Tauranga City Council is looking to mitigate the loss of car parks from its overhaul of Cameron Rd by using space from newly created cul-de-sacs.
The potential creation of car parks comes in response to feedback given to the council as part of its Futureproofing Cameron Road project.
And Greerton's controversial traffic safety upgrade has become a key motivation behind the approach to the Cameron Rd consultation.
Transport System Plan director Brendan Bisley said lessons were learned after the fallout of the council's attempt to improve traffic safety in Greerton.
"Greerton will probably never happen again," Bisley said.
"The issue with Greerton is that we weren't very clear in explaining what the outcome was going to be. In this case, we are trying to make it really clear as to what the community can expect," he said.
The 2018 Greerton traffic safety upgrade whittled two lanes to one, each way, placed a controlled crossing next to the Chadwick Rd roundabout and restricted Cameron Rd access from Cornwall Rd.
Some businesses suffered an 80 per cent drop in trade and congestion stretched from Barkes Corner to Munro St, prompting a petition from retailers who said council consultation was inadequate.
Proposed plans for this year's Cameron Rd project involve a peak-time bus lane in both directions, a dedicated two-way cycleway, traffic lights at 9th and 6th Aves and changes to side street access.
"We have a real choice to include input as to what it looks like," Bisley said.
Development design of the plans for stage one of the project - Harington St to 17th Ave - were about 80 per cent complete, with the final 20 per cent expected to provide some of the toughest challenges.
Bisley, who began his role with the council last year, said there would not be a great deal of change for motorists.
"This is where it is not like Greerton."
Some intersections such as 15th Ave would have minimal changes, but other "exciting" plans include shutting off of side streets such as 7th Ave which, in turn, could create more car parks to counter those lost to the proposed Cameron Rd bus lane, Bisley said.
"For the majority of people there would be a car park a relatively short distance away."
The loss of car parks has been highlighted in feedback as the biggest community concern so far.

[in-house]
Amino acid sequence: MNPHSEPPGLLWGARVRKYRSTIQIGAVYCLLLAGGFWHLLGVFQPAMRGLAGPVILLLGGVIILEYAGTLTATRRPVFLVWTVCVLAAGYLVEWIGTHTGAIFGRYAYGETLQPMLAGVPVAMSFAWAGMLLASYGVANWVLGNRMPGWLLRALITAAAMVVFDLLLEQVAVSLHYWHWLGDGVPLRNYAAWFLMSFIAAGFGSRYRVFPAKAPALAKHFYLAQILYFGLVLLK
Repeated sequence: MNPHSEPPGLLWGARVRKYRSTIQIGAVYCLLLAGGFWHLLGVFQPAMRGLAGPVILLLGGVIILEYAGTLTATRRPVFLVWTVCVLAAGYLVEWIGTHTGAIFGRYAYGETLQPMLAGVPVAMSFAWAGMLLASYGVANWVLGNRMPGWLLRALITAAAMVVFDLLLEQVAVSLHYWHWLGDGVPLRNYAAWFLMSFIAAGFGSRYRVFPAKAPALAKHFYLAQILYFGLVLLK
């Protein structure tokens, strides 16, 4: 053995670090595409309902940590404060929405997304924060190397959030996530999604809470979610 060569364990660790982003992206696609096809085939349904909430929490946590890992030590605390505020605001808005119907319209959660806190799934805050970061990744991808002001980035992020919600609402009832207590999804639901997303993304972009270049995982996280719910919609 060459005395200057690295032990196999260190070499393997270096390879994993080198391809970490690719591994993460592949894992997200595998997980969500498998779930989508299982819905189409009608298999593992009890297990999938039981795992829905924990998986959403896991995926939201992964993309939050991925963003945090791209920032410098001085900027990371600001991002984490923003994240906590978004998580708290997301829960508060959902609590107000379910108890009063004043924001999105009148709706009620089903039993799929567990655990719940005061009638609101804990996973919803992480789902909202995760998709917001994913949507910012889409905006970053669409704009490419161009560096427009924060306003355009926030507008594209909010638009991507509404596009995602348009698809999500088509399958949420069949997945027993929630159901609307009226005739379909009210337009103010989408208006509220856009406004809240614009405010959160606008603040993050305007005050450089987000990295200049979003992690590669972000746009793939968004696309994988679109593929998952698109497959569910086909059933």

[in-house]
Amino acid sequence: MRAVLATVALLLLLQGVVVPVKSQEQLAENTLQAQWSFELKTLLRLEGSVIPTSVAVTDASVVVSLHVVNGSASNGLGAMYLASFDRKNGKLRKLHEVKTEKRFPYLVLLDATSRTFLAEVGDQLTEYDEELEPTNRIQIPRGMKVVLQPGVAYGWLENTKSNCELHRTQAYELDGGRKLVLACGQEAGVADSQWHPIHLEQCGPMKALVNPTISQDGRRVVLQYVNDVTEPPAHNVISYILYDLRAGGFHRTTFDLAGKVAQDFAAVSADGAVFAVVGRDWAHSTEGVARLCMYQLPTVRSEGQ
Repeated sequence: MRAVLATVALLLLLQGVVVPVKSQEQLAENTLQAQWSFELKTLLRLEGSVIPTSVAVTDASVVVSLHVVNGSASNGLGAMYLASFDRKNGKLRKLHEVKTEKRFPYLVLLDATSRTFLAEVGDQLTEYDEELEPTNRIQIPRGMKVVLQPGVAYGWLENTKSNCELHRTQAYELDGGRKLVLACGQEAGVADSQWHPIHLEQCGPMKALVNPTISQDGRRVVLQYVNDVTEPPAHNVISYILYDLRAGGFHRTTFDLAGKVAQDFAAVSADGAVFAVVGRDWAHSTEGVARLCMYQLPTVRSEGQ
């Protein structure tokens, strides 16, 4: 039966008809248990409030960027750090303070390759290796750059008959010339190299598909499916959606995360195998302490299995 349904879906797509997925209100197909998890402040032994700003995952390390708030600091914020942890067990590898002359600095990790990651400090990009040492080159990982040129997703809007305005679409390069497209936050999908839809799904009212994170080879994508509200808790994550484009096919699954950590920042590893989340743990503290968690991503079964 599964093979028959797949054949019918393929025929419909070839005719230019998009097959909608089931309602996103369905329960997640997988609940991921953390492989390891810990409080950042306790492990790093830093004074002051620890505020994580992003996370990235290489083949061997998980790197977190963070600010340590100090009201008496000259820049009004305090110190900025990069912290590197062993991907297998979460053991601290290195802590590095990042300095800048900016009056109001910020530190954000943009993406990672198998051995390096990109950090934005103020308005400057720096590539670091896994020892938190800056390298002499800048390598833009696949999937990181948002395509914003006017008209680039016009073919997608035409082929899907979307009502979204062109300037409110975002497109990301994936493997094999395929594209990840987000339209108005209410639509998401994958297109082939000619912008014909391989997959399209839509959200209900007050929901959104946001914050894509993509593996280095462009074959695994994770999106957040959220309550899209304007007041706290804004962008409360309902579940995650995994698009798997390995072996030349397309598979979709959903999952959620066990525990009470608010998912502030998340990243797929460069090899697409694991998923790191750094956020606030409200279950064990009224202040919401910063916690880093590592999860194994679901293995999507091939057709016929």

By comparison, there was a lot of excitement for proposed urban spaces aimed at offering outdoor community space.
"For all of those losses there are benefits," Bisley said.
Ultimately, the changes will involve a 10-year transition period before the bus lanes become permanent.
When asked about the impact on local businesses, Bisley said the situation presented opportunities for businesses to adapt during those 10 years.
"The question is: 'Can Tauranga keep doing what it's doing?' The reality is that it can't.
"If you look at Cameron Rd, it's looking a bit tired. This is a good chance for us to go through and renew it and all of the tired infrastructure and give it a general lift."
But not everyone is convinced.
One of Mitre 10 Mega Tauranga's directors Greg Bold said he had "serious concerns" at the proposed plans, which he believed could create rather than prevent "another Greerton".
"Greerton was a total fiasco, a complete disaster."
Mitre 10 Mega Tauranga is in Gate Pa, in what would be Stage 2 of the project. However, Bold said Cameron Rd needed to be considered in its entirety.
"Doing it piecemeal is high-risk."
Bold said public transport was a great idea but he did not believe such investment in it would work in Tauranga. Local businesses would lose out if people couldn't park outside, he said.
"That's what really worries me. They are talking about removing the car parks.
"Businesses will struggle. People are going to lose their jobs."
Bold said he wanted the council to be "a little bit more realistic around how they are affecting the people who actually pay the rates".
"It looks lovely and sounds marvellous but they are catering to such a small percentage of the population and what they want the population to be," Bold said, referring to cyclists and public transport users.
Bold said he did not think the number of people changing their mode of transport would keep up with the rate the city was growing by.
Acting director of transport Russ Troupe said Cameron Rd in its current state was not sustainable.
"To support the growth that the city is undergoing, we need to provide valuable alternatives to get people out of their cars," he said.
"The measure of success will be if you can send your kids to school on a bike and know they are safe and separated all the way. And ultimately, that's what we're doing."
In response to Bold's concerns, Bisley said that if there was money to futureproof Cameron Rd in its entirety "we would do it".
Bisley said the council has worked with businesses along the stage one of the project since 2018 and the removal of parking was only during peak hours. Final numbers of car parks lost or gained won't be known until the final design.
Regarding concern the council was catering for a minority group, Bisley said the project was "more than just a cycleway and bus lane".
"It aims to revitalise a key part of the city and turn Cameron Rd into a thriving destination, not just a commuting corridor."